Swirling amid all this were the sort of local politics that really drive home that this was a New York storm. It came complete with a kind of power jockeying between the mayor and the governor (they were less eager to take blame than they had been to take charge). There was also a suggestion that the blustery warnings were meant to distract the public from the current crisis in the state government: the arrest of New York state assembly speaker Sheldon Silver on federal corruption charges. Like both De Blasio and Cuomo, Silver is a Democrat.

Were we better safe than sorry? Not having personally lost $200m in economic activity, I’d be inclined to say yes. In our last major blizzard, just after Christmas in 2010, passengers were stranded on the A train for ten hours; in Brooklyn, a woman died when an ambulance couldn’t drive down her snowy street. (Politics again: the snow wasn’t cleared quickly because of a work slowdown by the sanitation workers; Mayor Michael Bloomberg rightly took flak for the fallout.) New Yorkers did the same scoffing after Irene – imagine “Is that all you got?” in a broad New York accent – but then, Sandy took many doubtful people by surprise.

So, public opinion will likely remain split on de Blasio’s handling of the storm. Who’d have thought that the most lasting effect of the Great Blizzard of 2015 would be on a politician’s poll numbers?

*That, for the non-Americans reading, means retrospectively judging the plays in Sunday night football matches. Don't say we never teach you anything.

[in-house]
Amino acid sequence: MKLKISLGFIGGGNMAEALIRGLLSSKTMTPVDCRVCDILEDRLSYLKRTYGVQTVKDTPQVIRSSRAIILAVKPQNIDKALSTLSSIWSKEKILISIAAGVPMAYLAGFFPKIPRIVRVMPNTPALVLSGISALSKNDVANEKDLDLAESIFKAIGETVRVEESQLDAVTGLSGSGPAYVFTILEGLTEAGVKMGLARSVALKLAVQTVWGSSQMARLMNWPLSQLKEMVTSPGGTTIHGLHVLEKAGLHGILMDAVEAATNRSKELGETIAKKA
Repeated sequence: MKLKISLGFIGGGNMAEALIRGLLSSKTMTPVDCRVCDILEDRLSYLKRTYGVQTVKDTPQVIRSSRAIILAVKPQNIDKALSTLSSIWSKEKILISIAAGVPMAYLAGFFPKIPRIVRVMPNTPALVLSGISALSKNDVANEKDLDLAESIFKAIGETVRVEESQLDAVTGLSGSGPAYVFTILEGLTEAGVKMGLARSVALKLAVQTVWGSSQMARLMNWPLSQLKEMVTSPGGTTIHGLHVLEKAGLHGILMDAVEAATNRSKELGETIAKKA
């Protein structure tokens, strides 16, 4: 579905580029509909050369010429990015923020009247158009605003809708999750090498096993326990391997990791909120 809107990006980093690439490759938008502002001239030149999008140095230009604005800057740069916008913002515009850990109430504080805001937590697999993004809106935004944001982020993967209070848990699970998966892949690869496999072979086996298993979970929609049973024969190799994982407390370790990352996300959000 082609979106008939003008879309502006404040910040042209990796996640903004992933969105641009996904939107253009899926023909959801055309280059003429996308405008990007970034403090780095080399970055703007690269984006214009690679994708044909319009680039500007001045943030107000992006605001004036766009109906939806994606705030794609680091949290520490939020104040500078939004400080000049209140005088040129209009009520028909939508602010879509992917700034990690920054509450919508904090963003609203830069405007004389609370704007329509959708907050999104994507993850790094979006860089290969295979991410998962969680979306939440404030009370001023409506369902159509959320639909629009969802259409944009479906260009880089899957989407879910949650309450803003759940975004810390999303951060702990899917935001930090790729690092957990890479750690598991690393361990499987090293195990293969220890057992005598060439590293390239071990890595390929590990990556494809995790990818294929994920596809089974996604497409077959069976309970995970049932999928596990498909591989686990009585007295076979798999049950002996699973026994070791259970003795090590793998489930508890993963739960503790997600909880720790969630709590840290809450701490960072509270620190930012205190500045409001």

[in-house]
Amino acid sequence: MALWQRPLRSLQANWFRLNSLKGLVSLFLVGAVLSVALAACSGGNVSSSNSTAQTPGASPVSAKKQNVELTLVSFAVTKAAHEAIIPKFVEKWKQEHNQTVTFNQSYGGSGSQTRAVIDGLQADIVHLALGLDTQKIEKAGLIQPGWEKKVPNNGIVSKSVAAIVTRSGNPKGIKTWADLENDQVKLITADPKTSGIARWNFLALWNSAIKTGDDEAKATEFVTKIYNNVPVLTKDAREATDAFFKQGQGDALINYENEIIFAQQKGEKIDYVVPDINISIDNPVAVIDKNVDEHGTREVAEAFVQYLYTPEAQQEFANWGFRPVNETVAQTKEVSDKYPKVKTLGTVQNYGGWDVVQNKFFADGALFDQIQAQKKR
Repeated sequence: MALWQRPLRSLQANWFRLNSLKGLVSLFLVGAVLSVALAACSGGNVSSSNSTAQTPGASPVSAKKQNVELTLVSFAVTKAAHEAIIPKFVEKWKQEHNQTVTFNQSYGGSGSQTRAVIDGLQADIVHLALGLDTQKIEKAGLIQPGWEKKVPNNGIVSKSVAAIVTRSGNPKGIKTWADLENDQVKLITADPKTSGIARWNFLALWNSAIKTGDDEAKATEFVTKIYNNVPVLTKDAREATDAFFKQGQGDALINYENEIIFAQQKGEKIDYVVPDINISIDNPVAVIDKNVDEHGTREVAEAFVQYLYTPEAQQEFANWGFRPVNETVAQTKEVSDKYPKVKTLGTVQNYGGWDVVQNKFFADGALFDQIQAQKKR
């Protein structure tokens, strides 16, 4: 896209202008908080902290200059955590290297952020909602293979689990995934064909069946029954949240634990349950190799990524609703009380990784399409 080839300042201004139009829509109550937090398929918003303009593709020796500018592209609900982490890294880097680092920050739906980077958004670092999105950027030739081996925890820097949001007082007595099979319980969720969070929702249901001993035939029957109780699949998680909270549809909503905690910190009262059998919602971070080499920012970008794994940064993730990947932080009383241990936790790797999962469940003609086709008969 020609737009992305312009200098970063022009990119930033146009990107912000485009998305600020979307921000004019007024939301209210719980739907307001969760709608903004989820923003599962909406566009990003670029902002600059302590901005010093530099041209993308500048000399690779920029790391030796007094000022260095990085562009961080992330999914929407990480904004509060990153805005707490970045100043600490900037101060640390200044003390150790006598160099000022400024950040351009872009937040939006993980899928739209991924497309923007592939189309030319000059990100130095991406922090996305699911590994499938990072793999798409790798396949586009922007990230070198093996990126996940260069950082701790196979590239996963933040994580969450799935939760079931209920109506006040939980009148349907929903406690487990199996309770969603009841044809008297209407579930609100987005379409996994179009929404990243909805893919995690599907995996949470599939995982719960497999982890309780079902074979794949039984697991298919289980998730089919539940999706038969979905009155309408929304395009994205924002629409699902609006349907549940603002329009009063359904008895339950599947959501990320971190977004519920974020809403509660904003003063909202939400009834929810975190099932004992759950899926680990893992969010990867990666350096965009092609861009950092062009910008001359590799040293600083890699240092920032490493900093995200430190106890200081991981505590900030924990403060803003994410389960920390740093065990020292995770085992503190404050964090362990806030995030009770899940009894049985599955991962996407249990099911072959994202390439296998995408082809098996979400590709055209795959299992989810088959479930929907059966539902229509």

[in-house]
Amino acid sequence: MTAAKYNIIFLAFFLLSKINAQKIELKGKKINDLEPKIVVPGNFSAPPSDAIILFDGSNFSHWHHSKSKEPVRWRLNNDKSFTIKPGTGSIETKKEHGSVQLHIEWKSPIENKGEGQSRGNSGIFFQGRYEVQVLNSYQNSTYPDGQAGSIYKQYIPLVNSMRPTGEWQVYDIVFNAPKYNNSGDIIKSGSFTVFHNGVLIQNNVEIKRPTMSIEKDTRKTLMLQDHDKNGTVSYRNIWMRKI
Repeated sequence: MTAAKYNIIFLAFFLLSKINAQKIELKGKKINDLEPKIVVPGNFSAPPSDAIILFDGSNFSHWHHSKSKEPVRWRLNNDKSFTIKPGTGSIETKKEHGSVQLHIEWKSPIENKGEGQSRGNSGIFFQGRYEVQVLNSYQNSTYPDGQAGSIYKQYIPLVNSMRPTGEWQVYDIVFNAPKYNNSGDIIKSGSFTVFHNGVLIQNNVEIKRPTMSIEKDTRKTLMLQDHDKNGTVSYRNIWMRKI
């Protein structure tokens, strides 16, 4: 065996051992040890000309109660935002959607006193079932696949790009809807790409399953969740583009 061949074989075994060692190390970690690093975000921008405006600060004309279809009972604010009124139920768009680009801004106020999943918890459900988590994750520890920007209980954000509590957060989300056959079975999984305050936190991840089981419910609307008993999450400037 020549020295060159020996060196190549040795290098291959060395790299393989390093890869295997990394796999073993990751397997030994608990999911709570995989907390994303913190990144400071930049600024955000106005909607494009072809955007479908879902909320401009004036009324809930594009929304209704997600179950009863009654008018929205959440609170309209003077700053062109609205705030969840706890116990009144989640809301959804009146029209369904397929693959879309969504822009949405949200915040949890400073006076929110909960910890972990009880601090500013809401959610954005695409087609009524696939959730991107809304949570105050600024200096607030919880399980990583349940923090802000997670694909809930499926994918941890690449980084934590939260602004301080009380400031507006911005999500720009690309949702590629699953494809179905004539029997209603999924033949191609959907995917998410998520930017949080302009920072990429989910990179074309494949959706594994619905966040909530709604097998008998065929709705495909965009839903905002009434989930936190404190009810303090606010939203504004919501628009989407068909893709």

A growing number of voters will never own their own home. Why is the government ignoring them?

A lettings agent window. Image: Getty.

The dream of a property-owning democracy continues to define British housing policy. From Right-to-Buy to Help-to-Buy, policies are framed around the model of the ‘first-time buyer’ and her quest for property acquisition. The goal of Philip Hammond’s upcoming budget – hailed as a major “intervention” in the “broken” housing market – is to ensure that “the next generation will have the same opportunities as their parents to own a home.”

These policies are designed for an alternative reality. Over the last two decades, the dream of the property-owning democracy has come completely undone. While government schemes used to churn out more home owners, today it moves in reverse.

Generation Rent’s new report, “Life in the Rental Sector”, suggests that more Britons are living longer in the private rental sector. We predict the number of ‘silver renters’ – pensioners in the private rental sector – will rise to one million by 2035, a three-fold increase from today.

These renters have drifted way beyond the dream of home ownership: only 11 per cent of renters over 65 expect to own a home. Our survey results show that these renters are twice as likely than renters in their 20s to prefer affordable rental tenure over homeownership.